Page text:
## An absorbing challenge

This is a level 3 measurement strand activity from the Figure It Out series. A PDF of the activity is included.

## About this resource

*Figure It Out* is a series of 80 books published between 1999 and 2009 to support teaching and learning in New Zealand classrooms.

This resource provides the teachers' notes and answers for one activity from the *Figure It Out* series. A printable PDF of the student activity can be downloaded from the materials that come with this resource.

Specific learning outcomes:

- Find the area of irregular shapes.

# An absorbing challenge

## Achievement objectives

GM3-1: Use linear scales and whole numbers of metric units for length, area, volume and capacity, weight (mass), angle, temperature, and time.

## Required materials

*Figure It Out, Level 3, Measurement*, "An absorbing challenge", page 7- ruler
- a classmate

See **Materials that come with this resource** to download:

*An absorbing challenge activity*(.pdf)

## Activity

This is a good activity for encouraging students to estimate and make sensible approximations f area.

When students have made an estimate, they are usually motivated to check the accuracy of their effort.

You may wish to have students work in problem-solving groups of four people to come up with a group list of the blots in order from largest blot to smallest blot, using estimation only. They could then split into pairs to answer question 1. After they have been working for 10 minutes, bring the groups together to discuss their estimation strategies. Their ideas may include:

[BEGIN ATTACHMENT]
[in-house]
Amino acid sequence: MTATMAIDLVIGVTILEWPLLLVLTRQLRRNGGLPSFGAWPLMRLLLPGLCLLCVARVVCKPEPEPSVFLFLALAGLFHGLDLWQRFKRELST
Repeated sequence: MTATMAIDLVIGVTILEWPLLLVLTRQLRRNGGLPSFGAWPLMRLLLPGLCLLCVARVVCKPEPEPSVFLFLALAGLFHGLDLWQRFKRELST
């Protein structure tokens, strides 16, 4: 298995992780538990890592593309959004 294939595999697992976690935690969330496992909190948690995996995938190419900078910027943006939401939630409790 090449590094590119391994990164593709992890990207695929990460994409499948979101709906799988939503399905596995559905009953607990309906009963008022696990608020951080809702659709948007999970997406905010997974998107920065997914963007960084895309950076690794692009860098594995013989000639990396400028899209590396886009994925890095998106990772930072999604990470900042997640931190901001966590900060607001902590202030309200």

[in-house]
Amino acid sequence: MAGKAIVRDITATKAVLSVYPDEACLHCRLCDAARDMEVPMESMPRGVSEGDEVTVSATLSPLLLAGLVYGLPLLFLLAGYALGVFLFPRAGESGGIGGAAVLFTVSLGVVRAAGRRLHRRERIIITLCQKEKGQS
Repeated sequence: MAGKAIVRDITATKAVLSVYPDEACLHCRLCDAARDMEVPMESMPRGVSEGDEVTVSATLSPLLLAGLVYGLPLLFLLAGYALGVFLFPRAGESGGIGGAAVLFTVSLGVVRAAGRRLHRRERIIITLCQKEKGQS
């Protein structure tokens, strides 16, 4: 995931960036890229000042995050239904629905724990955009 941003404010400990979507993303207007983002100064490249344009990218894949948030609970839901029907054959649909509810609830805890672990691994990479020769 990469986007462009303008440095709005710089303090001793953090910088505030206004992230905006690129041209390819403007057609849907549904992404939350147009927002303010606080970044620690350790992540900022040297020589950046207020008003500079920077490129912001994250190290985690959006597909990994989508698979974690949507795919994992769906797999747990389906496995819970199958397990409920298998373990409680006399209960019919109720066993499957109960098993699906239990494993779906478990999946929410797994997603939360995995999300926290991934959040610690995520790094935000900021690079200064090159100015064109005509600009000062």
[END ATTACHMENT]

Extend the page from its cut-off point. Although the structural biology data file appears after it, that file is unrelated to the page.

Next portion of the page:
- We coloured all the whole squares red, and then the half squares green. We used different colours for the one-quarters, three-quarters, one-thirds, and two-thirds. We then added them up to make whole squares and found the total.
- After tallying the whole squares and crossing them off, we tried to pair up two squares that would join to make a whole. Then we tallied these and crossed them off as we went.
- We copied the blot and then tried to cut and paste bits to make the blot into a rectangle. Then we could multiply the length by the width.

After this discussion, the groups that have not been able to work out approximate areas for the blots could be sent back to continue solving the problem.

To clarify question 2, ask the groups:

- How do we decide which towel soaks up the water the best?

Students may decide that the best soaker would use the least area because it could hold more. Alternatively, they might say that the most regular shape must mean a better-quality towel because it soaks up water more evenly. Or they could argue that the largest area blot may indicate the best towel because it might have been the fastest to soak up the water. Whatever their decision, the students’ choice of best soaker should match their reasoning for the way to determine the best soaker.

**1.**

Answers will vary slightly because the part squares must be estimated as half, quarter, etc.

Approximate areas are:

a. 40 square units

b. 57 square units

c. 80 square units

d. 67 square units

e. 57 square units

f. 75 square units

**2.**

Answers will vary depending on what qualities students think are important, for example, absorbing all liquid in a small area.

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